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 Post subject: Safe operating temperature for power transformers
PostPosted: Jun Sun 09, 2019 2:13 pm 
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I haven't seen this topic mentioned anywhere. How hot should a power transformer get in normal operation? I have encountered a few sets where the transformer seems to be running a little hotter than I would like, although the radios seem to be operating normally. No leaky capacitors, or other problems.

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 Post subject: Re: Safe operating temperature for power transformers
PostPosted: Jun Sun 09, 2019 2:22 pm 
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My very unscientific method.....if it is too hot to touch, things need to be checked.....starting with a no- load test.

If it gets more than barely warm with no load, then it is suspect.

If it does no get warm with no load, and the operating currents are right, then just get a fan....;) (and don't leave it running when you go out to dinner.....;) )

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 Post subject: Re: Safe operating temperature for power transformers
PostPosted: Jun Sun 09, 2019 6:03 pm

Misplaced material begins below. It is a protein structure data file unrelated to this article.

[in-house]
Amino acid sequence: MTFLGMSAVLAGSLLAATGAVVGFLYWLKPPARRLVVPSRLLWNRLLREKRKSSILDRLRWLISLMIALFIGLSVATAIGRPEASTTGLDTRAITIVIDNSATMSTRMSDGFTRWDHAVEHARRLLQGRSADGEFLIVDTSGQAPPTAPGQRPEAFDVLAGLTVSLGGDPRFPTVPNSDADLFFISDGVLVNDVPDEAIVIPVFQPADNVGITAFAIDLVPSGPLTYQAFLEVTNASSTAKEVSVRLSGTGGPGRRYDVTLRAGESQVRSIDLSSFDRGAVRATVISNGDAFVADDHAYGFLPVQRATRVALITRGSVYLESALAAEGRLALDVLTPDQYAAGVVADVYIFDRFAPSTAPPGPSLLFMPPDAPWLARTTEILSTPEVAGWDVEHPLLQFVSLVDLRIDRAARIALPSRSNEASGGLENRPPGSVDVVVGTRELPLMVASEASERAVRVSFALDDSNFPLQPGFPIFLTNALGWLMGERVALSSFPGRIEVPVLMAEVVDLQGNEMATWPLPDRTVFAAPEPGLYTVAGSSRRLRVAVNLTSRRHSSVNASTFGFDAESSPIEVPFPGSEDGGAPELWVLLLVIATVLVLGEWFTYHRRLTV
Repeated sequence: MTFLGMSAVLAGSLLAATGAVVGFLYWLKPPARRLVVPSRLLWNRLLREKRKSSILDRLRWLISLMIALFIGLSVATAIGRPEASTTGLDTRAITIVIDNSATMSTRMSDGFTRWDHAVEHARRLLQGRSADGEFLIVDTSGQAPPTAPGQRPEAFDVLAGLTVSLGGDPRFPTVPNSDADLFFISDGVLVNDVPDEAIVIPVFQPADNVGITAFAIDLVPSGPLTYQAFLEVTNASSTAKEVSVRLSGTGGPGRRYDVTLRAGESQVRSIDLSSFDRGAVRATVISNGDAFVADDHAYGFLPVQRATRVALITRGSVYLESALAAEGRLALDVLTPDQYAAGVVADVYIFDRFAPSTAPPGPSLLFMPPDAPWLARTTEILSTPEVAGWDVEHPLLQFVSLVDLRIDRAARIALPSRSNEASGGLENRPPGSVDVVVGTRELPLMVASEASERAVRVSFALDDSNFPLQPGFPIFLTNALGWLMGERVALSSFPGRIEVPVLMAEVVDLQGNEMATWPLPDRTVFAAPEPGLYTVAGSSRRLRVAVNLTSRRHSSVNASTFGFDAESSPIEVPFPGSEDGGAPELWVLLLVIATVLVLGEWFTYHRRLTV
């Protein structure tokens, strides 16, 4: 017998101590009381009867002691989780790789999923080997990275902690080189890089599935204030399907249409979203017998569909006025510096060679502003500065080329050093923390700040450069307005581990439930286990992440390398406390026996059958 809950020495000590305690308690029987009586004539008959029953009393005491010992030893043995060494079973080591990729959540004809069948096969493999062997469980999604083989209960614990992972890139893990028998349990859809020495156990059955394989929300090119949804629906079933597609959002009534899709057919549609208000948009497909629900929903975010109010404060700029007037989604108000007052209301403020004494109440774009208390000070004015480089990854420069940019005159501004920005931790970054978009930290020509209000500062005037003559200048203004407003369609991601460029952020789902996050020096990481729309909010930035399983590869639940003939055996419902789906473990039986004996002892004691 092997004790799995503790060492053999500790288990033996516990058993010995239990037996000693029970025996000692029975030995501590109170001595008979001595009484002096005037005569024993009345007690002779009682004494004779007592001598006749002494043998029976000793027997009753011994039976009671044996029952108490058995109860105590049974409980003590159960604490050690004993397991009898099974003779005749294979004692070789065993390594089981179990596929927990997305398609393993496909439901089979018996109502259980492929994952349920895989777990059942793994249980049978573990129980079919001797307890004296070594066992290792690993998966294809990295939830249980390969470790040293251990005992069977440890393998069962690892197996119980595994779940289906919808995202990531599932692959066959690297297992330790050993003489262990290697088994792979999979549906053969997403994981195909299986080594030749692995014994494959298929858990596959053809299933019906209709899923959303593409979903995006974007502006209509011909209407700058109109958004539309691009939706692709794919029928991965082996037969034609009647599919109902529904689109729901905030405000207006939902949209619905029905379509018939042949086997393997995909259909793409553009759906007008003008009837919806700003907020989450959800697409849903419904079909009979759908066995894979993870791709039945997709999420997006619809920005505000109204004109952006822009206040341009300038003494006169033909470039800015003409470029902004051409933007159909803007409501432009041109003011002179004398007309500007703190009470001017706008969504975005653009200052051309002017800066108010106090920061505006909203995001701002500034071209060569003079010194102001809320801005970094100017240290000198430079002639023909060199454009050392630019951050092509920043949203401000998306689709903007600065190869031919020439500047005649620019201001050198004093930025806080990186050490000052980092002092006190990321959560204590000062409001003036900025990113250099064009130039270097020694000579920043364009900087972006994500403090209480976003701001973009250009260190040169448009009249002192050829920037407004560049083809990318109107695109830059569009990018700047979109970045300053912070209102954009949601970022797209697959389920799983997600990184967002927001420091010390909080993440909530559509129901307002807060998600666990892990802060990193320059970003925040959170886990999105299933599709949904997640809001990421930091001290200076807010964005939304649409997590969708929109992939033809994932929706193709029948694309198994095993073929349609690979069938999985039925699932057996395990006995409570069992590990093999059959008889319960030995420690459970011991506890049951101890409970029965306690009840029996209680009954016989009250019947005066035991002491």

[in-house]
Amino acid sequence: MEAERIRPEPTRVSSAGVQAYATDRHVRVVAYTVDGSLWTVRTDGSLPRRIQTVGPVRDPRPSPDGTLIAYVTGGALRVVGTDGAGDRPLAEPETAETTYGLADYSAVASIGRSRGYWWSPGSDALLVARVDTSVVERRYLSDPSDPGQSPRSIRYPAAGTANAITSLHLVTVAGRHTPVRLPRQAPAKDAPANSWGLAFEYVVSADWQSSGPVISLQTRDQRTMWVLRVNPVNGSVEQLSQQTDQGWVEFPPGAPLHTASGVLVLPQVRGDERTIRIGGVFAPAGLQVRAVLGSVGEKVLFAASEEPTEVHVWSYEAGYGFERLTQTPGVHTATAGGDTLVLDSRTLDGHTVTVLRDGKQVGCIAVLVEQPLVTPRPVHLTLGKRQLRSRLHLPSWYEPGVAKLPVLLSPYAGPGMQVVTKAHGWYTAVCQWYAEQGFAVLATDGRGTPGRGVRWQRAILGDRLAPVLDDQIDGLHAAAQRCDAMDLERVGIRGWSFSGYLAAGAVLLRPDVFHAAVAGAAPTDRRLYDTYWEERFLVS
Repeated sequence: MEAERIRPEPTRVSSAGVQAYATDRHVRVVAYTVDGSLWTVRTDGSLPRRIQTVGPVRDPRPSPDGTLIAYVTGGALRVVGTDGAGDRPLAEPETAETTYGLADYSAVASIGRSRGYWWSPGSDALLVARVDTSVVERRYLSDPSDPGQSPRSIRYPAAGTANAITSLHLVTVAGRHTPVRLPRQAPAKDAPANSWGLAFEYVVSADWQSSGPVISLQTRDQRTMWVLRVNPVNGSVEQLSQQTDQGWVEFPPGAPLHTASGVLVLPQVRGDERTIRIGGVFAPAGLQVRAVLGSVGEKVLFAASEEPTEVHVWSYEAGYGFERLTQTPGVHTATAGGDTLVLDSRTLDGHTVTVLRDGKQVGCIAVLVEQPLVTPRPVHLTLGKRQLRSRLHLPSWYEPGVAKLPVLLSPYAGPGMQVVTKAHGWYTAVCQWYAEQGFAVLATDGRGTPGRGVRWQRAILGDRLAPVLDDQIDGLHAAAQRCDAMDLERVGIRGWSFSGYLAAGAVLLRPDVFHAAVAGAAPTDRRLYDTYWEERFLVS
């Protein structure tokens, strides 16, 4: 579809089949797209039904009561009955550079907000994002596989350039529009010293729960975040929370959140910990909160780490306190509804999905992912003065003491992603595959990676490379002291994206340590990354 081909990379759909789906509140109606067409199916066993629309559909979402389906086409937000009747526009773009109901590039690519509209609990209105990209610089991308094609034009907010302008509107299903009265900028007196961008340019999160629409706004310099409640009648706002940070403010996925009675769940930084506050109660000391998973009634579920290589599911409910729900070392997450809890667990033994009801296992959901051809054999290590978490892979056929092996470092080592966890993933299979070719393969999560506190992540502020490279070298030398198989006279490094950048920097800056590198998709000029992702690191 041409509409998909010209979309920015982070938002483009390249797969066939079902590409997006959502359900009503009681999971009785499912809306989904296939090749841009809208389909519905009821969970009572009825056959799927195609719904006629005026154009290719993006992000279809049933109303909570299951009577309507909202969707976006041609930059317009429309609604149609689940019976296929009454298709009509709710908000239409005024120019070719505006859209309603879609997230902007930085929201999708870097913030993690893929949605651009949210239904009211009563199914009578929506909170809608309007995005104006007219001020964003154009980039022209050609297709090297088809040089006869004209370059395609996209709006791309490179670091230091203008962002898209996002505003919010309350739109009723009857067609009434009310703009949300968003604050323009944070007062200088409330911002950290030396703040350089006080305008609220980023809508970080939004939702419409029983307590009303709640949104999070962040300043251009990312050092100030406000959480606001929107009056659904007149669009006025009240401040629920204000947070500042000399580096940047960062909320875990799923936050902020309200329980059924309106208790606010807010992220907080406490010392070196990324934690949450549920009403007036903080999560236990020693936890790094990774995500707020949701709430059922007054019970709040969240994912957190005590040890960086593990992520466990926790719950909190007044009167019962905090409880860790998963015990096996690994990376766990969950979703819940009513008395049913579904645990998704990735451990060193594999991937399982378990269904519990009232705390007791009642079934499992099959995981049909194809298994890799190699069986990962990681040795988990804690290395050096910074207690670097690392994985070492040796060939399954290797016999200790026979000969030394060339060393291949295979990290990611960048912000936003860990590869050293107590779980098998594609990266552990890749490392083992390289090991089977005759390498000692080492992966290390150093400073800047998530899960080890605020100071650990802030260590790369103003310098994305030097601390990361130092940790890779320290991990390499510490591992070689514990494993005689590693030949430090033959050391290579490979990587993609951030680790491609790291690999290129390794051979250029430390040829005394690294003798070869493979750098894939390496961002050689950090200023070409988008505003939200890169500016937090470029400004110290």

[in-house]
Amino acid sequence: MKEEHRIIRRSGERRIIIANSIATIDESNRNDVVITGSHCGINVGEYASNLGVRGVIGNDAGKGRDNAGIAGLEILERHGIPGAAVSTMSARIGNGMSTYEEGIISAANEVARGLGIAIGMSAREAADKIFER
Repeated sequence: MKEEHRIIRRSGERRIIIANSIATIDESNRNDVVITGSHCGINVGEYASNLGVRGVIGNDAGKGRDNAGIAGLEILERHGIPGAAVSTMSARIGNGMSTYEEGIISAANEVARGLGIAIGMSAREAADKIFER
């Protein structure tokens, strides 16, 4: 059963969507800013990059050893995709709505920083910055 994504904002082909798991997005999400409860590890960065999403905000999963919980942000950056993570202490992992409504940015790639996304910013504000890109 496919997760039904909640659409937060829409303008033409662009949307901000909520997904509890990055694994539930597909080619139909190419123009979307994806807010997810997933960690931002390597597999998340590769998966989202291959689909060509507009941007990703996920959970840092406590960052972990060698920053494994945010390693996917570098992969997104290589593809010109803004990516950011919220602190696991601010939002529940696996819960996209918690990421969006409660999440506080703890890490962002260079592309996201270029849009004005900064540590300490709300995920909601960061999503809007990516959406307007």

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Location: Detroit, MI USA
There are specs available on modern transformers, which are allowed to run at a specific temperature rise over the ambient room temperature. They can safely run really hot, far beyond what you could touch comfortably.

This new standard does not apply to vintage transformers which will have a different quality of varnish and insulating paper inside them.

The "can you touch it comfortably for more than a couple of seconds" test seems to work for the older ones.

This topic has been discussed many times previously on ARF, and there's no 100% correct answer. Just to throw out numbers, if your transformer is running at 140 degrees F, it may still be OK but that also may be pushing the limits if you expect it to last indefinitely. If wax or tar is dripping out of it, or has in the past, then that could be a sign it's too hot although you can see that on many sets that still work just fine.

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 Post subject: Re: Safe operating temperature for power transformers
PostPosted: Jun Sun 09, 2019 8:54 pm 
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Location: Seattle WA US
If the transformer is too hot to touch comfortably, even if it is spec'ed to operate satisfactorily at that temperature, you have to ask:
Do I want that source of heat inside my radio ? What effect will that much heat have on all the other nearby components ? Perhaps such a transformer is OK if it is mounted on top of a chassis, with no cover to trap heat, and no other components near enough to be noticeably heated by it and some kind of screen to prevent human contact.

I prefer to avoid such situations.
-Chuck K7MCG


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 Post subject: Re: Safe operating temperature for power transformers